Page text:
Wednesday: Steak, scalloped potatoes, green beans. I’ll make myself and my daughter a veggie burger to sub for the steak. For my husband, it’s a flat iron steak, slow-cooked on top of the stove, salt & pepper. The scalloped potatoes are boxed potatoes from the pantry. I think I bought them thinking it’d be a time-saver, but honestly, real scalloped potatoes don’t take that much time to make. Anyway, powdered cheese sauce for Wednesday! Yay!
Thursday: Baked Ziti. I had some ricotta and mozzerella leftover from a lasagna I’d made. Baked ziti is so easy. Since I’m half Italian and I’ve been making it with my mother since I was a kid, I don’t think I’ve ever had an actual recipe. This is the fast version, where you don’t make your own sauce. I’m sure my grandmother is rolling around in her grave, but you know, it’s the information age. We have stuff to do.
Baked Ziti: You boil a pound of noodles, and while that’s happening, you mix 2 lbs ricotta; at least two eggs, though sometimes more – you want it to be creamy; garlic powder (to taste. I use a lot, like at least a tablespoon); parmesan (1/2 cup? Ish?); dried basil (a teaspoon? more?); parsley (a tablespoon); salt & pepper (some of each? You can always add this to the final dish. I don’t worry too much about this); shredded mozzerella (a big handful? Probably about a cup or 4oz). Mix cooked noodles with the cheese mixture. Add about a jar of sauce (more is ok, too). Mix all this together. Put it in a big casserole dish that’s been sprayed with cooking spray. Add another cup of sauce to the top. Cover. Bake at 350 for about an hour, until you see the sauce is bubbling on top. Remove cover. Sprinkle with another 1/2 cup of mozzerella, bake for about 5 more minutes. Take it out and let it sit there for about 15-20 minutes.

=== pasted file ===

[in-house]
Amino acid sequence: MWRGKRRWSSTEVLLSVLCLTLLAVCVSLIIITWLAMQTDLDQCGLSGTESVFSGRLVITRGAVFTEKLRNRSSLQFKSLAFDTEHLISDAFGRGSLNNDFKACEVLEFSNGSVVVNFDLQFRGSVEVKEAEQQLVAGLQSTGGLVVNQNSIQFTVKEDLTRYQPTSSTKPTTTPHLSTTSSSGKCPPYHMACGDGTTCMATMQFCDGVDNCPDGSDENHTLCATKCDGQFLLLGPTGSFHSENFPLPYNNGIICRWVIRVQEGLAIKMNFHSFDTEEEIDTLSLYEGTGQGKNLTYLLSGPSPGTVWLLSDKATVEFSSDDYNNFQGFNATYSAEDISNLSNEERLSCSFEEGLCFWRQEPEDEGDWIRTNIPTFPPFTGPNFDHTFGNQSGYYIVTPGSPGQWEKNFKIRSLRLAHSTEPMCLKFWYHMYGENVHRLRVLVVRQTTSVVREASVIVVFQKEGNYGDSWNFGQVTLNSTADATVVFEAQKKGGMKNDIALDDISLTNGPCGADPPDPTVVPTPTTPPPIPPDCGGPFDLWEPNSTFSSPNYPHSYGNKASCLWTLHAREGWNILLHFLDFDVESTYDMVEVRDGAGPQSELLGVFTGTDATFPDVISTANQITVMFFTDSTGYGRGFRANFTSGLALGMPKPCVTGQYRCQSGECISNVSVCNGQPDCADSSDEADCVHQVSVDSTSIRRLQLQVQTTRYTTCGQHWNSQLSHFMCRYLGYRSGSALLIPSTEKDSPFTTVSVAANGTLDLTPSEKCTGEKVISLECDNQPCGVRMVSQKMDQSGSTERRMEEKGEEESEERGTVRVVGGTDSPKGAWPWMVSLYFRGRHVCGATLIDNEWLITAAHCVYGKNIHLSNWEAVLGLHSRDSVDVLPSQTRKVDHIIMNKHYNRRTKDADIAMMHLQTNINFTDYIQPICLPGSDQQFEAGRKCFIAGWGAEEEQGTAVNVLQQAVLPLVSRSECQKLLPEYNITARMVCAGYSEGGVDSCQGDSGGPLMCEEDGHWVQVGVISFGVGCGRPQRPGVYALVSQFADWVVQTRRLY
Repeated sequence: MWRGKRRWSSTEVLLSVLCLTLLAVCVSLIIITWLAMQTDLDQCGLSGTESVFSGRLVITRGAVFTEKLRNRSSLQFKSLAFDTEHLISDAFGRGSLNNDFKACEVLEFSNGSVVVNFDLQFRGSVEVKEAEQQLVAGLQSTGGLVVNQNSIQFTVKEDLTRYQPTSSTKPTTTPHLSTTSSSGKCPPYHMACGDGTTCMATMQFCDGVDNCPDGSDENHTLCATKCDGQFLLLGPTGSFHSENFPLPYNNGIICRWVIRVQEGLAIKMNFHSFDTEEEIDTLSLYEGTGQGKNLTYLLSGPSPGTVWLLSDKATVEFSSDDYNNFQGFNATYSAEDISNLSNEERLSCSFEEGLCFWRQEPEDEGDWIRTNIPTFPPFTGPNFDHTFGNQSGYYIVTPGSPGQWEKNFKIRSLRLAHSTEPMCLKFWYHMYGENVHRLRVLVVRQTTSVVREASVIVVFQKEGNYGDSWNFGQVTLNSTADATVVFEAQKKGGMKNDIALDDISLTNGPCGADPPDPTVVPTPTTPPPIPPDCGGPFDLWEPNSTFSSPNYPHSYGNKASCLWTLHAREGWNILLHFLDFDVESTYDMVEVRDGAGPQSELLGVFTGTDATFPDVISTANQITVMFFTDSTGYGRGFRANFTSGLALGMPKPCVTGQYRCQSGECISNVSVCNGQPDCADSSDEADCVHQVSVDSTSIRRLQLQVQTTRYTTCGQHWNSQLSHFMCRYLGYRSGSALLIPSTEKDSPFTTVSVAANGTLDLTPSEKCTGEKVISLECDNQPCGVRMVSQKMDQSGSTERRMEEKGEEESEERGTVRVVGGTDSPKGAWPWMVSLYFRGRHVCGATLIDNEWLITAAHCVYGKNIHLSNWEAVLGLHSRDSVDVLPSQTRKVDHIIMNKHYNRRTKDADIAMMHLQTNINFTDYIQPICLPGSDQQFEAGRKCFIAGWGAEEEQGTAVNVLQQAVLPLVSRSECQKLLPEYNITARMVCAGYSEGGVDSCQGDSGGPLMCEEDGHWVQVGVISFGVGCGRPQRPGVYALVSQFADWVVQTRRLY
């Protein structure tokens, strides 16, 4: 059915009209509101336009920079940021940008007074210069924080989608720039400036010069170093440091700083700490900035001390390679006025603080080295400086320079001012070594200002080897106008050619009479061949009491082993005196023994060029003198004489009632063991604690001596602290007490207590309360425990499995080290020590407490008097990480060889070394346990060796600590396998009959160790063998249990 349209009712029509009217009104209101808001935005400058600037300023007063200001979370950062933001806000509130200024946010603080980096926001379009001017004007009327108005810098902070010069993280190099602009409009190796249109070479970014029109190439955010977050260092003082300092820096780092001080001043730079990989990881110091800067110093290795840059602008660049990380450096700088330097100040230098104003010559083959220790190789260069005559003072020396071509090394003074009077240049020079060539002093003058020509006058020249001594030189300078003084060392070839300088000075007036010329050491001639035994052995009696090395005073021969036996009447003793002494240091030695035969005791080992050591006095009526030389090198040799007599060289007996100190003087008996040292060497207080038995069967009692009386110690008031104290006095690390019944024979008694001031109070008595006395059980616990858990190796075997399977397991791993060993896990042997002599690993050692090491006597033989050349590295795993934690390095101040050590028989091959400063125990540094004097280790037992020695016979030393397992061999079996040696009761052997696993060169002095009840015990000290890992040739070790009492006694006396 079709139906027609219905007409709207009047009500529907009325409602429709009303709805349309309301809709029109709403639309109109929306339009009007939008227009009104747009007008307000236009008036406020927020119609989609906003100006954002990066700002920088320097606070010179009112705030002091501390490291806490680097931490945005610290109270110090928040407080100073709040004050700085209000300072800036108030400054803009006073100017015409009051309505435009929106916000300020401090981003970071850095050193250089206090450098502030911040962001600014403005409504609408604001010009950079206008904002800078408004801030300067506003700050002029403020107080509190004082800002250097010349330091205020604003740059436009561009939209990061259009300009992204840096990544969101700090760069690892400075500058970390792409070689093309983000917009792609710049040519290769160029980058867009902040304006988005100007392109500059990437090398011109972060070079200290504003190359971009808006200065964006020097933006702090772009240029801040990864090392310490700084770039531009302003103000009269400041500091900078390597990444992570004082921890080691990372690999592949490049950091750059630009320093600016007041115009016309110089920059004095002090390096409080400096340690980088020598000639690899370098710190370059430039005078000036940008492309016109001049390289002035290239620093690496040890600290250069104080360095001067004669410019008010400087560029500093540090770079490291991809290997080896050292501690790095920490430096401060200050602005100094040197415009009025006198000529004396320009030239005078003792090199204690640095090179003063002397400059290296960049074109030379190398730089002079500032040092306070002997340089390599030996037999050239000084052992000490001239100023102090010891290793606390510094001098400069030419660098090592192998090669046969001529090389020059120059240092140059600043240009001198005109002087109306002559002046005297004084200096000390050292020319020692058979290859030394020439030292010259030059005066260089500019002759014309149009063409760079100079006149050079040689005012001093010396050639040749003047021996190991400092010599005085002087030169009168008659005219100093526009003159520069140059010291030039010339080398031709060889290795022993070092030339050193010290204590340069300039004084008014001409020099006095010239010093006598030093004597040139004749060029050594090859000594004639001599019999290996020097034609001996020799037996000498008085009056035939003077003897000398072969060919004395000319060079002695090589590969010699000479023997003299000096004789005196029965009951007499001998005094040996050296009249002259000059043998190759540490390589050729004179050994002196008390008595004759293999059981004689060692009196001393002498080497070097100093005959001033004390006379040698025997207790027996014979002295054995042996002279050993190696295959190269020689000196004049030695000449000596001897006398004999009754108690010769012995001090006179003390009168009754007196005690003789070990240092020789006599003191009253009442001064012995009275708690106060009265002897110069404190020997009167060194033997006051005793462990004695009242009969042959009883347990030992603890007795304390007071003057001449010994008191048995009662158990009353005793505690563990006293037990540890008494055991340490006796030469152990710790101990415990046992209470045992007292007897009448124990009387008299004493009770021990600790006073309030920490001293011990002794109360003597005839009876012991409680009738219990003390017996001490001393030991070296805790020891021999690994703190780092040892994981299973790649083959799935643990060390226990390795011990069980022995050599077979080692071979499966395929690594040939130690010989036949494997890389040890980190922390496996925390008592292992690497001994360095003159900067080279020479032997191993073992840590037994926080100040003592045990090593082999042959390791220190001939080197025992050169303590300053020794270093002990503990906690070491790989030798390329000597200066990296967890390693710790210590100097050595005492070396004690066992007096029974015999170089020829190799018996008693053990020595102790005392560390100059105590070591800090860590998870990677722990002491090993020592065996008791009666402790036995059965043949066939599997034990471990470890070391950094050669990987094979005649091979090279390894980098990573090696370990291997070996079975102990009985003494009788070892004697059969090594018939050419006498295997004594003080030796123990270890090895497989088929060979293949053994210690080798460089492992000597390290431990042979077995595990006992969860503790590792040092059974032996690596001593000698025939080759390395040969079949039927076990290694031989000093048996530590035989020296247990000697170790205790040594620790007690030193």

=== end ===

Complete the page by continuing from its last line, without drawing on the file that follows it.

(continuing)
I made mine already and put it in the refrigerator. Re-heated pasta dishes > freshly baked pasta dishes, because all those wonderful herbs have a chance to really meet and mingle with the pasta and cheeses. Though, I wouldn’t send a freshly baked pasta dish back, either. I mean, seriously, you can’t really mess it up, and it always tastes good.
Friday: Eggs, Pancakes, Fake Bacon. The one exception to fake meats that my husband will tolerate is fake bacon, or more specifically, Morningstar Farms Breakfast Strips. We love breakfast for dinner. My sister-in-law doesn’t like breakfast for dinner, but she also gets freaked out by talking monkeys, which I think are hilarious, so clearly her judgement is problematic. If I was limited to one meal for the rest of my life, it’d be breakfast. Or brunch. (Maybe brunch is cheating? I guess I’ll have to cross that bridge when I come to it.)
Saturday: Grilled Cheese and Tomato Soup. This is the perfect winter meal. I don’t care that it’s the go-to meal of the average 10-year-old. I still like dipping the grilled cheese into the soup. Yes, Campbell’s soup. Open the can, pour it out, add water and heat. Mmm. Mmm. Good.
Sunday: Pizza. Every Sunday my daughter gets together with a friend, and the only thing children reliably eat is pizza. So, pizza. I will probably make myself a salad, because my diet doesn’t tolerate the amount of pizza that I really, really want – something like half the pizza. I might have one piece. We’ll see.
An easy menu for a busy week.